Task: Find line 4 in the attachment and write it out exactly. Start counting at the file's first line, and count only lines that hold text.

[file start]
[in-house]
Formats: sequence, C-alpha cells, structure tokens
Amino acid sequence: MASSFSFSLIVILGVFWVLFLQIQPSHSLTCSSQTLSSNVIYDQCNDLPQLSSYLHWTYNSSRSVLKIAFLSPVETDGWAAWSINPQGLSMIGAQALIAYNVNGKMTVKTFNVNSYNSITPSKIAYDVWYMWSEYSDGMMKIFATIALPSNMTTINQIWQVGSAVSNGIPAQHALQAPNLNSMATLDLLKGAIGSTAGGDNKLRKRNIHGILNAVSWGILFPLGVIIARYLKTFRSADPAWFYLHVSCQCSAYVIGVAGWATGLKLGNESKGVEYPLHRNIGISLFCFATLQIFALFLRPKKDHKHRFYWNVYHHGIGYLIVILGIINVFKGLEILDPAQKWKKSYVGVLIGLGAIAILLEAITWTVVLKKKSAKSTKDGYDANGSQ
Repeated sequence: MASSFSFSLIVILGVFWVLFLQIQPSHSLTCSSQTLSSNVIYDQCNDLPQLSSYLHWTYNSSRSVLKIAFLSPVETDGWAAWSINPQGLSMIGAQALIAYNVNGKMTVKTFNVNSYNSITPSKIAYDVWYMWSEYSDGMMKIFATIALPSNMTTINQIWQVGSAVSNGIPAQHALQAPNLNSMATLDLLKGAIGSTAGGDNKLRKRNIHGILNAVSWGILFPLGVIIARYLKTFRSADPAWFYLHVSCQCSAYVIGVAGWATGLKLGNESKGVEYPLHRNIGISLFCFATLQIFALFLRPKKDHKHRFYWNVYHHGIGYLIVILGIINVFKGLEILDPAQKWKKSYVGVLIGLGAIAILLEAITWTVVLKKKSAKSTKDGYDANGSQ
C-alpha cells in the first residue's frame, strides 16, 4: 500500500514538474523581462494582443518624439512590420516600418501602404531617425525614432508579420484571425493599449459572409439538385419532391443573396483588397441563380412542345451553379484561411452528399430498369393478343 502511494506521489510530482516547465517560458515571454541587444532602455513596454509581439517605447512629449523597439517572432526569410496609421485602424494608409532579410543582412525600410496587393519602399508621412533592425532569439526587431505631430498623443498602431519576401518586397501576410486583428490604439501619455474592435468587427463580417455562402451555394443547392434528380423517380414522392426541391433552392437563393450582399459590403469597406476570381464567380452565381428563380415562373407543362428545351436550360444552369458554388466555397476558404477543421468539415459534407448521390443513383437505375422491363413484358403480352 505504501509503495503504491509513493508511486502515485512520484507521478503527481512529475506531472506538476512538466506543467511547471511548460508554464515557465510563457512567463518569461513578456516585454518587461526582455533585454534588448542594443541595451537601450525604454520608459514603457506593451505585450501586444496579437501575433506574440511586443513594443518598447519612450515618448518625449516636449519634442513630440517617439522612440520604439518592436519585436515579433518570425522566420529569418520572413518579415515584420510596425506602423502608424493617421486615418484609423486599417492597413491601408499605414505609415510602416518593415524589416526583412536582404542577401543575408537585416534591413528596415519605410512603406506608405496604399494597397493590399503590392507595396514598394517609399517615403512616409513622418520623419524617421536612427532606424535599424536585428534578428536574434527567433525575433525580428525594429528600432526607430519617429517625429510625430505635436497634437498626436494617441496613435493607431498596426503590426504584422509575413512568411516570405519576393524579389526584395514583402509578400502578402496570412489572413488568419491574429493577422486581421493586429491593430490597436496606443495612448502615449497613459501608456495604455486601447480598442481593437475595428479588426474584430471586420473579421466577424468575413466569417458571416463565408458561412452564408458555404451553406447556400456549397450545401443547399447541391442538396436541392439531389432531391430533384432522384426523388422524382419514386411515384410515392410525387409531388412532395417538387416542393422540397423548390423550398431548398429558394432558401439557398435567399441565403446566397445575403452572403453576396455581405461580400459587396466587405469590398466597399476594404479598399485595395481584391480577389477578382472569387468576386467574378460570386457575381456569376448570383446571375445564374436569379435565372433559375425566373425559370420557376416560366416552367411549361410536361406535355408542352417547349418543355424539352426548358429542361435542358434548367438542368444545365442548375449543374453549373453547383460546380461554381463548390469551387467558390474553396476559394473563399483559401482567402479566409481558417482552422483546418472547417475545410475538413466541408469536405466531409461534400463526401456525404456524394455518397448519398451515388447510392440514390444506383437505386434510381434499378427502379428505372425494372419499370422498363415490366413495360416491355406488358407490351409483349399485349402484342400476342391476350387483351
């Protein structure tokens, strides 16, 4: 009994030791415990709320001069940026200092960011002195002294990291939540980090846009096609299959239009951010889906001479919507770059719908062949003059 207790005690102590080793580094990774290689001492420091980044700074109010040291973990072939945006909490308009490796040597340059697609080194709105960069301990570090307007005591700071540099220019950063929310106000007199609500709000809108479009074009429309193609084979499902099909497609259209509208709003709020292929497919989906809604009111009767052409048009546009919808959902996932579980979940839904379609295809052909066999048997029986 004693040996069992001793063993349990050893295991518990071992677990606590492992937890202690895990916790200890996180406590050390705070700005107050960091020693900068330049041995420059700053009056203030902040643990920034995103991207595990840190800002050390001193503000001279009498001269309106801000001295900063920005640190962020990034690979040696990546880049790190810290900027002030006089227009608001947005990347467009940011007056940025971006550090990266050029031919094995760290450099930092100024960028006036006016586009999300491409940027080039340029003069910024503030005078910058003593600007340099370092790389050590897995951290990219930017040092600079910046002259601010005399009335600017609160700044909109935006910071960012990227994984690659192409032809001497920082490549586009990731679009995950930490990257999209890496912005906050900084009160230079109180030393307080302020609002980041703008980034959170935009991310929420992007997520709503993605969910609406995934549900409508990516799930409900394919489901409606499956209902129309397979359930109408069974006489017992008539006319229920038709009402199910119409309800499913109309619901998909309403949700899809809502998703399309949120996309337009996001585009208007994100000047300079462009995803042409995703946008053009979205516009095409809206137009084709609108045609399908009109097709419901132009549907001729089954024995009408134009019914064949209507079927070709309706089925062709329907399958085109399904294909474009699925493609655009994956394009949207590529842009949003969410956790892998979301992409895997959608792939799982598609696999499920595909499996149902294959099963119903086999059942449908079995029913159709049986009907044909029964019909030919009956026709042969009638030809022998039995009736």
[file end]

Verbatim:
Repeated sequence: MASSFSFSLIVILGVFWVLFLQIQPSHSLTCSSQTLSSNVIYDQCNDLPQLSSYLHWTYNSSRSVLKIAFLSPVETDGWAAWSINPQGLSMIGAQALIAYNVNGKMTVKTFNVNSYNSITPSKIAYDVWYMWSEYSDGMMKIFATIALPSNMTTINQIWQVGSAVSNGIPAQHALQAPNLNSMATLDLLKGAIGSTAGGDNKLRKRNIHGILNAVSWGILFPLGVIIARYLKTFRSADPAWFYLHVSCQCSAYVIGVAGWATGLKLGNESKGVEYPLHRNIGISLFCFATLQIFALFLRPKKDHKHRFYWNVYHHGIGYLIVILGIINVFKGLEILDPAQKWKKSYVGVLIGLGAIAILLEAITWTVVLKKKSAKSTKDGYDANGSQ